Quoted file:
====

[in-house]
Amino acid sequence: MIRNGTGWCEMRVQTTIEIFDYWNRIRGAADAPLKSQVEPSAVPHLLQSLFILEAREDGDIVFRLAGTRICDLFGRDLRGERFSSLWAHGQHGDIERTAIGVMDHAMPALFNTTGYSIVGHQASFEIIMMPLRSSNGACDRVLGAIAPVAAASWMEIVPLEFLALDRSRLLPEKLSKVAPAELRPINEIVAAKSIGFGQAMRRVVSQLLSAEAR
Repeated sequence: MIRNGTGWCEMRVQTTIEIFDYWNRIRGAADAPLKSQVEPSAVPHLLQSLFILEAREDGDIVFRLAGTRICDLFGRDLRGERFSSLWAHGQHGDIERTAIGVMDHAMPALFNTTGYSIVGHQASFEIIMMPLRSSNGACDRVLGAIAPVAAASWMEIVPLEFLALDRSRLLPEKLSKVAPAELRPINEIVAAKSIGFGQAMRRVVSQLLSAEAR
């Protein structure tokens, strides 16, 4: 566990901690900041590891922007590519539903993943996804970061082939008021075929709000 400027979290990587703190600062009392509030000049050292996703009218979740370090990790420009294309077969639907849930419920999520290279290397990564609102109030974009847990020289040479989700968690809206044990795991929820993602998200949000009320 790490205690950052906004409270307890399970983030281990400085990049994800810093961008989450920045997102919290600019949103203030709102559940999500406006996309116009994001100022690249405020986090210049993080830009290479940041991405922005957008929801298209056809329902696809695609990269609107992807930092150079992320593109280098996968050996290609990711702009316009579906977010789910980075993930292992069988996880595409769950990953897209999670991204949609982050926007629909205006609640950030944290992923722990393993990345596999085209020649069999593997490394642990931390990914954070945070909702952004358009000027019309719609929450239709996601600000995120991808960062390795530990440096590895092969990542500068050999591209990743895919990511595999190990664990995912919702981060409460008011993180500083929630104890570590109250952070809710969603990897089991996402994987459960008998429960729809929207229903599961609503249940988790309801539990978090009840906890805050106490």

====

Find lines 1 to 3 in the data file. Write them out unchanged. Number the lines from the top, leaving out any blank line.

[in-house]
Amino acid sequence: MIRNGTGWCEMRVQTTIEIFDYWNRIRGAADAPLKSQVEPSAVPHLLQSLFILEAREDGDIVFRLAGTRICDLFGRDLRGERFSSLWAHGQHGDIERTAIGVMDHAMPALFNTTGYSIVGHQASFEIIMMPLRSSNGACDRVLGAIAPVAAASWMEIVPLEFLALDRSRLLPEKLSKVAPAELRPINEIVAAKSIGFGQAMRRVVSQLLSAEAR
Repeated sequence: MIRNGTGWCEMRVQTTIEIFDYWNRIRGAADAPLKSQVEPSAVPHLLQSLFILEAREDGDIVFRLAGTRICDLFGRDLRGERFSSLWAHGQHGDIERTAIGVMDHAMPALFNTTGYSIVGHQASFEIIMMPLRSSNGACDRVLGAIAPVAAASWMEIVPLEFLALDRSRLLPEKLSKVAPAELRPINEIVAAKSIGFGQAMRRVVSQLLSAEAR